Decades of studies indicate that serious health issues (including but not limited to asthma, cancer, and infertility) are on the rise and are due in some part to our ongoing exposure to toxic chemicals—whether it’s in the shower, on our commute, while we eat lunch at a local restaurant, or when we clean our kitchens at home.
There are more than 80,000 chemicals on the market today. Many don’t have any safety data. This is particularly true of those used in the skin care and beauty industry.
Just like the foods you put into your body show on the outside, the products you put on your skin can make their way into your bloodstream. A recent study confirms that what goes on, goes in; after just three days of using products free of potentially hormone-disrupting chemical ingredients, participants had remarkably lower levels of toxins in their bodies. What you put on, will go in. Your skin is 1/10th of an inch thick, absorbing everything that is put on it.
What are the toxic ingredients to look out for and avoid?
Parabens: These are estrogen-mimicking preservatives that can disrupt the endocrine system and cause reproductive and developmental disorders.
Benzophenone/Oxybenzone: This can be found in sunscreens and could promote the generation of potentially harmful free radicals.
Phthalates: They have the ability to mimic human hormones and can also be endocrine disrupters.
What Are 12 Ingredients to Avoid in Makeup + Skincare Products
1. Sodium lauryl sulfate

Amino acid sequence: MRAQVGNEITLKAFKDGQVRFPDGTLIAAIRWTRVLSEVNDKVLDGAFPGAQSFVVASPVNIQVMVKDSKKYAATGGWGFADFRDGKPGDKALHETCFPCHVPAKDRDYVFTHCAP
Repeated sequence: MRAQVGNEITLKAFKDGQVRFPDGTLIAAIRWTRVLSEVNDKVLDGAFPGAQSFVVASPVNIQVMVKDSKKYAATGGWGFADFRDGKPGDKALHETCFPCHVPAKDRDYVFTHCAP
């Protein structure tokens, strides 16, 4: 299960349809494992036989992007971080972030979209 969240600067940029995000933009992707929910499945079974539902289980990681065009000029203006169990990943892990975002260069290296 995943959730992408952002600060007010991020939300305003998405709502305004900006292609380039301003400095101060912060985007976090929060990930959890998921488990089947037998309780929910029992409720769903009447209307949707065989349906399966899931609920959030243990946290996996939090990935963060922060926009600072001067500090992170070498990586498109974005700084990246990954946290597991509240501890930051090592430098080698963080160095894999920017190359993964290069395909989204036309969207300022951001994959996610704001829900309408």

Found in: shampoo, body wash, foundation, face wash, mouthwash and toothpaste
SLS has been shown to cause or contribute to: skin irritation, canker sores, disruptions of skin’s natural oil balance and eye damage. It is also widely believed to be a major contributor to acne (especially cystic acne) around the mouth and chin.
Found in: exfoliants, perfume
The National Toxicology Program classifies butylated hydroxyanisole (BHA) as “reasonably anticipated to be a human carcinogen.” It can cause skin depigmentation. In animal studies, BHA produces liver damage and causes stomach cancers such as papillomas and carcinomas and interferes with normal reproductive system development and thyroid hormone levels. The European Union considers it unsafe in fragrance.
3. Triclosan and triclocarban
Found in: toothpaste, deodorant, antibacterial soap
Triclosan (in liquid products) and triclocarban (in bar soaps) have been linked to hormonal disruptions, bacterial resistance, impaired muscle function, impaired immune function and increased allergies. Instead, use naturally antibacterial and antiseptic agents like tea tree oil.
4. Aminophenol, Diaminobenzene, Phenylenediamine (Coal Tar)
Found in: hair dye, shampoo
Coal tar, a byproduct of coal processing, is a known human carcinogen, according to the National Toxicology Program and the International Agency for Research on Cancer. Hair stylists and other professionals are exposed to these chemicals in hair dye almost daily. Europe has banned many of these ingredients in hair dyes. While FDA sanctions coal tar in specialty products such as dandruff and psoriasis shampoos, the long-term safety of these products has not been demonstrated.
Found in: makeup, moisturizer, shaving gel, shampoo, personal lubricant and spray tan products
The FDA acknowledges several studies linking parabens, which mimic estrogen, to breast cancer, skin cancer and decreased sperm count, but has not ruled that it is harmful. According to the European Commission’s Scientific Committee on Consumer Products, longer chain parabens like propyl and butyl paraben and their branched counterparts, isopropyl and isobutylparabens, may disrupt the endocrine system and cause reproductive and developmental disorders. Look for ingredients with the suffix “-paraben” as well—paraben-free products will be labeled as such.